Nunavut changes loan program for homebuyers after ultimatum from MLAs
Before this 'a person could come off the airplane and they could apply for a subsidy right away' says MLA
Starting this April, potential homebuyers who want $30,000 in government funding will need to have lived in Nunavut for at least a year.
Last week, George Kuksuk, the minister responsible for the Nunavut Housing Corporation, announced that people who have just moved to the territory will no longer be eligible for the Nunavut Downpayment Assistance Program.
"Not only for me, the whole committee had issues with it," said MLA Allan Rumbolt, who represents Sanikiluaq.
"A person could come off the airplane and they could apply for a subsidy right away and get it."
When the program was first created, the residency requirement was actually more stringent — at two years. But in 2012, the Nunavut Housing Corporation lifted it entirely, saying at the time that it wanted to "assist as many homeowners" as possible.
Things had 'come to a head'
The change, Kuksuk told MLAs, was based on "feedback" from members of the Legislative Assembly. In reality, it followed a political ultimatum.
"The frustration has been there the last several years," said Rumbolt. "Every year we stressed in the meeting minutes that we wanted this residency requirement put back in and every year they just never listened to us."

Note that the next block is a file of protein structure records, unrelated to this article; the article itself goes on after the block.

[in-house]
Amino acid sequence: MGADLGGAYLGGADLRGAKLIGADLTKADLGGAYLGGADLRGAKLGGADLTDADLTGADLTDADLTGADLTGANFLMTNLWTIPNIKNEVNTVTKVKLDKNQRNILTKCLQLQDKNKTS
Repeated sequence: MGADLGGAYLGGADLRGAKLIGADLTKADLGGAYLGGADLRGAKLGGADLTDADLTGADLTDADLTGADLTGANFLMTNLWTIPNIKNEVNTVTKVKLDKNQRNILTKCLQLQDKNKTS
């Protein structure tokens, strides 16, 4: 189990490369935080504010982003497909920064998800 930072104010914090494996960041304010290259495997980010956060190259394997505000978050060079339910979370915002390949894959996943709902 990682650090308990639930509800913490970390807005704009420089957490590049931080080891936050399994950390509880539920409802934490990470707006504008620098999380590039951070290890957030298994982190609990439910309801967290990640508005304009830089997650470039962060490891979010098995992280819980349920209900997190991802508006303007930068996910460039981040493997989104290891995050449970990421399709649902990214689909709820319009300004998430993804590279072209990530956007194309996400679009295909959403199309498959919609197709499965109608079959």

Earlier in the fall sitting, the Nunavut Housing Corporation issued its opening statement to the Committee of the Whole, with regards to its capital estimates for the coming year.
Once again, Rumbolt asked if the residency requirement would be reconsidered and, once again, the government deflected the issue.
"I think it just finally came to a head and the committee decided we need to make the next step and see if we can't push them to make the change."
The committee opted to defer its consideration of the corporation's estimates — and gave the minister something to think about in the meantime.
"I am prepared to move a motion to reduce the Nunavut Housing Corporation's proposed overall budget for the home ownership program by the exact amount that the Nunavut Housing Corporation actually spent in the 2014-15 fiscal year on the Nunavut Downpayment Assistance Program," Rumbolt told the department.
That amount is $602,794.
When it came time for the Nunavut Housing Corporation to return to the committee, Kuksuk made the announcement.
"I hope that the new residency requirements will demonstrate to the members and their constituents that the Government values long-term investment in Nunavut," he told MLAs.
How it works
Under the program, eligible home buyers can receive a forgivable loan for 7.5 per cent of the home's purchase price — up to $30,000.
It's meant to provide three quarters of a 10 per cent down payment for a buyer's mortgage.
The loan is 'forgivable,' meaning that recipients do not have to pay it back, provided they fulfil all of the program requirements.
After five years living in the home, the government will begin forgiving 20 per cent of the loan every year. On the 10th anniversary of the home's purchase, the loan will be fully forgiven.
The residency change comes into effect on April 1.